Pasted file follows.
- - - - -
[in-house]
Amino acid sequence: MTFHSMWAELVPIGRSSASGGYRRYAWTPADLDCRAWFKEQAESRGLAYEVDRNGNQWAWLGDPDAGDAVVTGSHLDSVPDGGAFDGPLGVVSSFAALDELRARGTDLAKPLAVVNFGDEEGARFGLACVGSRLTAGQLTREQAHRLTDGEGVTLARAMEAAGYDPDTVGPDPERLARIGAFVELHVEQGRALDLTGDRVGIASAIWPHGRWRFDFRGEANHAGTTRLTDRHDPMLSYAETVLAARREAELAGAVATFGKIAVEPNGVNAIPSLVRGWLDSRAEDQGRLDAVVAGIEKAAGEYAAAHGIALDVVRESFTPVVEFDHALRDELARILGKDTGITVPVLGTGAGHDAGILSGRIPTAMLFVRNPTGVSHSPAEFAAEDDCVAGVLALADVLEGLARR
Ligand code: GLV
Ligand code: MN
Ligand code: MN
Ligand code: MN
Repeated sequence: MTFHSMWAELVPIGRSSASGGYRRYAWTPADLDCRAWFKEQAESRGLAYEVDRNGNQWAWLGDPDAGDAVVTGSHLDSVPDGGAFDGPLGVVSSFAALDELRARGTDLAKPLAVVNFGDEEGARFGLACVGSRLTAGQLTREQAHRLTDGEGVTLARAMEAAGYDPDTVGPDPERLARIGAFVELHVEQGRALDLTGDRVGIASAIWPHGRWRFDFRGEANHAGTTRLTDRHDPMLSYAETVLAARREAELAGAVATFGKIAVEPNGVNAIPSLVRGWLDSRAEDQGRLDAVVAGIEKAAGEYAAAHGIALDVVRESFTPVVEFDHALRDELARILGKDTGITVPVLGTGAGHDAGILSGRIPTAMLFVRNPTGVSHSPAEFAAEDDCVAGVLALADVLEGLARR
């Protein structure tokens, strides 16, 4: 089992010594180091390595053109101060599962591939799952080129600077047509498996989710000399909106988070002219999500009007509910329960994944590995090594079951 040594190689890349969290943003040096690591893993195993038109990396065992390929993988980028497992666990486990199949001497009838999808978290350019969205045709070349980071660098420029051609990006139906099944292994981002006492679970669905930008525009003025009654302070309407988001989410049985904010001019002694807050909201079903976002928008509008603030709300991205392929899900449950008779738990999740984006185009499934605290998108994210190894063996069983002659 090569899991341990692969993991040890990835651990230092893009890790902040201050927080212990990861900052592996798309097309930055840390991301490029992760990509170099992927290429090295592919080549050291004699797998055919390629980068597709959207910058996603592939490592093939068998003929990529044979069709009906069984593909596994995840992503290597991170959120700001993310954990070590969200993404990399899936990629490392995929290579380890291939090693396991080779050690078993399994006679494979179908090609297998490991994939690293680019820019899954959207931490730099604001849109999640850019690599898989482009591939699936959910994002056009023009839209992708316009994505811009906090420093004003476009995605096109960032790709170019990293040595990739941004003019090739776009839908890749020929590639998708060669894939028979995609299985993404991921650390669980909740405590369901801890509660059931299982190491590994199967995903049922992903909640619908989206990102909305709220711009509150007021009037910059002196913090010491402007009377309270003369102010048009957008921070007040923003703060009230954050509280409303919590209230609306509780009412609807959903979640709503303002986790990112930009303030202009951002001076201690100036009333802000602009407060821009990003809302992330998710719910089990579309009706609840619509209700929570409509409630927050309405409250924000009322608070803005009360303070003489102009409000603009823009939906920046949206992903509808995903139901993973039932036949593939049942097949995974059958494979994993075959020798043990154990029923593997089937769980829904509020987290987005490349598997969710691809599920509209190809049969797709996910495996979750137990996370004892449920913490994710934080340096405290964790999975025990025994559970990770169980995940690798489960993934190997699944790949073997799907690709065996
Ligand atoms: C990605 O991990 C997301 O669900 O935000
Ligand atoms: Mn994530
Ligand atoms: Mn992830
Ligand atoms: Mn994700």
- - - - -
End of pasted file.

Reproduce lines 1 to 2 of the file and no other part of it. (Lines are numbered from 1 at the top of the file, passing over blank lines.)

[in-house]
Amino acid sequence: MTFHSMWAELVPIGRSSASGGYRRYAWTPADLDCRAWFKEQAESRGLAYEVDRNGNQWAWLGDPDAGDAVVTGSHLDSVPDGGAFDGPLGVVSSFAALDELRARGTDLAKPLAVVNFGDEEGARFGLACVGSRLTAGQLTREQAHRLTDGEGVTLARAMEAAGYDPDTVGPDPERLARIGAFVELHVEQGRALDLTGDRVGIASAIWPHGRWRFDFRGEANHAGTTRLTDRHDPMLSYAETVLAARREAELAGAVATFGKIAVEPNGVNAIPSLVRGWLDSRAEDQGRLDAVVAGIEKAAGEYAAAHGIALDVVRESFTPVVEFDHALRDELARILGKDTGITVPVLGTGAGHDAGILSGRIPTAMLFVRNPTGVSHSPAEFAAEDDCVAGVLALADVLEGLARR